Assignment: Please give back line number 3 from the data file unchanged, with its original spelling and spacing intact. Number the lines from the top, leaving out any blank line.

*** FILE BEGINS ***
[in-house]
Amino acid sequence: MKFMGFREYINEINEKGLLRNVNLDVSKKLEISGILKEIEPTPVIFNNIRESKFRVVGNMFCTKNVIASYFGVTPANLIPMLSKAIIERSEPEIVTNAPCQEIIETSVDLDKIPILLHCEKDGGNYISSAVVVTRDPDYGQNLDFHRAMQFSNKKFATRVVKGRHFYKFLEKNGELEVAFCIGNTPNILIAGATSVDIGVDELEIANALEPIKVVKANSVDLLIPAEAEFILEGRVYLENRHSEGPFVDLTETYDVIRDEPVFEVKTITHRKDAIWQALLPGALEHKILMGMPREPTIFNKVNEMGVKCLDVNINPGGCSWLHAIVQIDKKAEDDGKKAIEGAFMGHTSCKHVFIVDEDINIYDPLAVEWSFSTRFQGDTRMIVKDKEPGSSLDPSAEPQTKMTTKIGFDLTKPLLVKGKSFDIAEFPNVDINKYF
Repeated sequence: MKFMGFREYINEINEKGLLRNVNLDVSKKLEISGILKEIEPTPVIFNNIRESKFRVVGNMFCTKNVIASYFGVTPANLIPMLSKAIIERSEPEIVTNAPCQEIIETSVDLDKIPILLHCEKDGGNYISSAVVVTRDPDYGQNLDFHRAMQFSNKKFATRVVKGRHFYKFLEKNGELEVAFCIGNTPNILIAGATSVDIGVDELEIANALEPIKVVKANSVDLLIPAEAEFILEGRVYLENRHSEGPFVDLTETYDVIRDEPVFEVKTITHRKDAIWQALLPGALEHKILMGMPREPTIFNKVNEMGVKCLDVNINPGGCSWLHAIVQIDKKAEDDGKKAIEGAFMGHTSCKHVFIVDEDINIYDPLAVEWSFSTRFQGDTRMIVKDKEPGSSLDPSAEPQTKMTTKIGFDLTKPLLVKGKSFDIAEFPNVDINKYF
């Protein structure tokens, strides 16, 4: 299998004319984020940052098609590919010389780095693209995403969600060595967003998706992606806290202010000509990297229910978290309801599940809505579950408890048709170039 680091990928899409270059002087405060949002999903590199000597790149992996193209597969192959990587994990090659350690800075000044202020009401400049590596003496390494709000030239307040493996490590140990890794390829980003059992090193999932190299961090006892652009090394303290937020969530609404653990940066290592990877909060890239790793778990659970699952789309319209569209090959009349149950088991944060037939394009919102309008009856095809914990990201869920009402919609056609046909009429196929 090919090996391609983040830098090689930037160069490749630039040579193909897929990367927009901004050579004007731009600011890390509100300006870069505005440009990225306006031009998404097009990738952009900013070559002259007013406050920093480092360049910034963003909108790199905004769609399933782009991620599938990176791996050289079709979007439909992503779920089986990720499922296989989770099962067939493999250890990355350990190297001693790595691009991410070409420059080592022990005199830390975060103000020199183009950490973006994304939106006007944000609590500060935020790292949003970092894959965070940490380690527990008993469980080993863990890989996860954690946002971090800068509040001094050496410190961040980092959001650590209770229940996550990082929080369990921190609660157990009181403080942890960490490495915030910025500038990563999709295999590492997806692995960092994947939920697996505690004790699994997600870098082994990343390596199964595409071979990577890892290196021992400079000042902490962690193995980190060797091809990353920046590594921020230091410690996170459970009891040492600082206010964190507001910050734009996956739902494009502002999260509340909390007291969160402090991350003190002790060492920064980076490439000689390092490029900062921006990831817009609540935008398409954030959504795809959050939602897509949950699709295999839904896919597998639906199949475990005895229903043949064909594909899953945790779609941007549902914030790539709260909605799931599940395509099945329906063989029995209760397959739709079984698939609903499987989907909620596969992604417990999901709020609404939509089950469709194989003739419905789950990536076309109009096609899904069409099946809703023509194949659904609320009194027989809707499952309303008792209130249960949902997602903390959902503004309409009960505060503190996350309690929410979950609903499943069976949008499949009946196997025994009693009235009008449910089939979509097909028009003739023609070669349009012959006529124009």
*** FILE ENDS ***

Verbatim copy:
Repeated sequence: MKFMGFREYINEINEKGLLRNVNLDVSKKLEISGILKEIEPTPVIFNNIRESKFRVVGNMFCTKNVIASYFGVTPANLIPMLSKAIIERSEPEIVTNAPCQEIIETSVDLDKIPILLHCEKDGGNYISSAVVVTRDPDYGQNLDFHRAMQFSNKKFATRVVKGRHFYKFLEKNGELEVAFCIGNTPNILIAGATSVDIGVDELEIANALEPIKVVKANSVDLLIPAEAEFILEGRVYLENRHSEGPFVDLTETYDVIRDEPVFEVKTITHRKDAIWQALLPGALEHKILMGMPREPTIFNKVNEMGVKCLDVNINPGGCSWLHAIVQIDKKAEDDGKKAIEGAFMGHTSCKHVFIVDEDINIYDPLAVEWSFSTRFQGDTRMIVKDKEPGSSLDPSAEPQTKMTTKIGFDLTKPLLVKGKSFDIAEFPNVDINKYF